Old Government Posters, Military History and Military-Commissioned Dr. Seuss Drawings

Ed O’Keefe of The Washington Post has posted some details on the Government Printing Office blog on his blog, the Federal Eye.

“Sure, there are plenty of government blogs, but it’s rare to find one driven by one author allowed to let his creativity and personal interests run wild,” he writes.

I’ve been checking out the GPO blog for a few weeks now.

“[I]t’s bookmark-worthy for history buffs and Beltway nerds who love old government posters, military history and military-commissioned Dr. Seuss drawings.”


A Young Man Named Mark

While reading a days old copy of the Statesman Journal today my eyes were drawn to a lengthy obituary, unlike most of what a person sees these days in print because of the cost. It was about a young man named Mark Andrew Histed.

He was born in 1981 in England, St. Albans in Hertfordshire to be precise. His parents, George and Mira, moved the family to Madison, Wisconsin in 1985 and then in 1994 they settled in Salem, Oregon. He went to Judson and Sprague, then Western Oregon University and finally Willamette University where he studied history.

Mark’s love of history and travel began at a very early age. Before even reaching his second birthday, he had played on beaches in Spain and Portugal and walked along the Rhine River in Switzerland. In the coming years, he could be found touring Windsor Castle or watching the ‘Trooping of the Colors’ at Buckingham Palace. He climbed the stadium steps at Delphi, stared in wonder at the Acropolis and explored ancient ruins on Andros Island. He rode the white water rapids of the Salmon River in Idaho, saw bears in Yellowstone Park and lived again the Battle of the Little Big Horn. Mark traveled to Oshima Island off the coast of Japan to visit the first Christian Church established there by his Great Grandmother, missionary Anna Setterlund.”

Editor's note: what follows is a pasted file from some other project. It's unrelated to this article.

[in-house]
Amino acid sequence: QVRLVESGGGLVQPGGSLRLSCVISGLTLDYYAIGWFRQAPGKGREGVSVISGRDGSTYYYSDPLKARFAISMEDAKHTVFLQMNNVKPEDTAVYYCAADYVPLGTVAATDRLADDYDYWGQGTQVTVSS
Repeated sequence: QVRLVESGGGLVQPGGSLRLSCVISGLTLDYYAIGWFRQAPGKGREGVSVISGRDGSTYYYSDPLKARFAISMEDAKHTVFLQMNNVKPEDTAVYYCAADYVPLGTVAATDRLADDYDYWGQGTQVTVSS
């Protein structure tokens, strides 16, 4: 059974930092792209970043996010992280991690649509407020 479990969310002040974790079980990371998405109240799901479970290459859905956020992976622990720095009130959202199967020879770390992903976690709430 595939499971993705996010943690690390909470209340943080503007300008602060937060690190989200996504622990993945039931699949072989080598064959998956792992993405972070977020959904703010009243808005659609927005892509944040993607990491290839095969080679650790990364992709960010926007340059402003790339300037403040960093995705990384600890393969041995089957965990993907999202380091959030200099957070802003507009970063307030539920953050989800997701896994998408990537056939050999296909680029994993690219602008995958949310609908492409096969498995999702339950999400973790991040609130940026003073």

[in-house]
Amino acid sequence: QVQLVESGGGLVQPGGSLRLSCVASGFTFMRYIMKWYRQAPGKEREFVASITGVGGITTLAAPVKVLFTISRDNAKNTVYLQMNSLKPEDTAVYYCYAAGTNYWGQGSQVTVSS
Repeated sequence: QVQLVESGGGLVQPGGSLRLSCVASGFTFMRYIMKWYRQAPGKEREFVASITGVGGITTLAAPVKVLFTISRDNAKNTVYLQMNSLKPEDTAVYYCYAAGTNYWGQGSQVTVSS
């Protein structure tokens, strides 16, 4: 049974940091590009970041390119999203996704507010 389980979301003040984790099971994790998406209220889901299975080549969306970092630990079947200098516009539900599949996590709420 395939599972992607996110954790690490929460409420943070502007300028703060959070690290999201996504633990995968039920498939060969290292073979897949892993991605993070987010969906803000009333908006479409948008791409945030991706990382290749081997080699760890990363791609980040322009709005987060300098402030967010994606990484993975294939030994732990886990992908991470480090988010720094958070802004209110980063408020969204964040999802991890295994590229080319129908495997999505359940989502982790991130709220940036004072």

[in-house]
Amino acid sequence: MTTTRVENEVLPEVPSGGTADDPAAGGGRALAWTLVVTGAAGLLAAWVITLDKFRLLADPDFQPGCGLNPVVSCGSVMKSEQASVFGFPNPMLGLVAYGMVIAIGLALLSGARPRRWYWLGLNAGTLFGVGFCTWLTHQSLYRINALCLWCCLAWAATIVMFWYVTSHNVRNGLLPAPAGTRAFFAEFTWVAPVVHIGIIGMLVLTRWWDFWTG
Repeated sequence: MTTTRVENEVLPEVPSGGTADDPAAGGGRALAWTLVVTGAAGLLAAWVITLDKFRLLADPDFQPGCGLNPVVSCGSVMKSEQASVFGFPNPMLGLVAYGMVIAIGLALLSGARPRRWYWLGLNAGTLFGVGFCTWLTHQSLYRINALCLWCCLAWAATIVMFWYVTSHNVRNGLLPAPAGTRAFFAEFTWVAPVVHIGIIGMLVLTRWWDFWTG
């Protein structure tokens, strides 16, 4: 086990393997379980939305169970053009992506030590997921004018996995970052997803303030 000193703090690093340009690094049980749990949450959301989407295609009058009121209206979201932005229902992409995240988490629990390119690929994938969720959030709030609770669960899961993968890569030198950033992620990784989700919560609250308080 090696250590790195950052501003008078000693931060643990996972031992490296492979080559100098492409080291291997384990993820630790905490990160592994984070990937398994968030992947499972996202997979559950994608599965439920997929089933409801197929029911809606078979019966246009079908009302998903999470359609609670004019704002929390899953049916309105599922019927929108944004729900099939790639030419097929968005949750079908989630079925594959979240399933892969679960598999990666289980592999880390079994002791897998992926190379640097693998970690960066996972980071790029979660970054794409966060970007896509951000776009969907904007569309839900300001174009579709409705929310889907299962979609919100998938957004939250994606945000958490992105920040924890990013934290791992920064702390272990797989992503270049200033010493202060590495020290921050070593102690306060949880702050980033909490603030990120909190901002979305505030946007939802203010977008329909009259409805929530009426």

His death was from drug-resistant bacteria.

Mark had recently been treated for a bacterial infection, most likely caused from a spider bite on his leg. The bacteria was resistant to antibiotics and treatment continued for several weeks. Unfortunately, the bacteria had become attached to Mark’s defective aortic valve and entered the blood stream, finding its way to the blood vessels in the brain. In the early morning of April 24, Mark suffered a massive and fatal brain hemorrhage.”


WGBH’s Online Archives

While reading the actual New York Times (meaning the paper and ink was in my hands), I read about a project at WGBH, the PBS affliate in Boston, probably most well-known for its electricfying logo accompanied by its theme. It’s called Open Vault and noted as the WGBH Media Library and Archives. It was mentioned in the ‘Arts, Briefly’ section compiled by Rachel Lee Harris (‘Rare Interviews Tell Vietnam’s Story Online‘).


Kim Jong Il’s Assassins

USA Today reported on Kim Jong Il, obviously through intermediaries, trying to assassinate one of his former mentors, Hwang Jan Yop.

Posing as refugees, a pair of North Korean spies [North Korean army majors] slipped into South Korea to assassinate the North Korean regime’s most high-profile defector: a man who once mentored leader Kim Jong Il . . .

He was the “chief architect of North Korea’s guiding juche philosophy of self-reliance” and “one of the North’s most powerful officials when he fled the Stalinist dictatorship 13 years ago.”

High-profile defectors are always targets. In 1997, a nephew of one of Kim Jong Il’s former wives was killed outside a Seoul apartment, 15 years after defecting to the South. The killers were never caught.

Hwang has routinely condemned Kim’s totalitarian regime. He “made the decision to flee the North after Kim’s policies led to mass starvation in the mid-1990s.”

“Everybody other than Kim Jong Il in North Korea are slaves, serfs,” Hwang said.

Message in a Bottle

The Spokesman-Review has a story on some people finding a glass bottle after 86 years since being cast into a creek. It had “an old-fashioned cork stopper.” The bottle contained a surprisingly well-preserved letter written in pencil and dated March 30, 1913. I came across the article reprinted in The Seattle Times. With a little leg work, the letter writer’s nephew was found and talked about his uncle, who died in 1978. The reporter ended the story with a nice touch: “Emmett, we finally found your bottle.”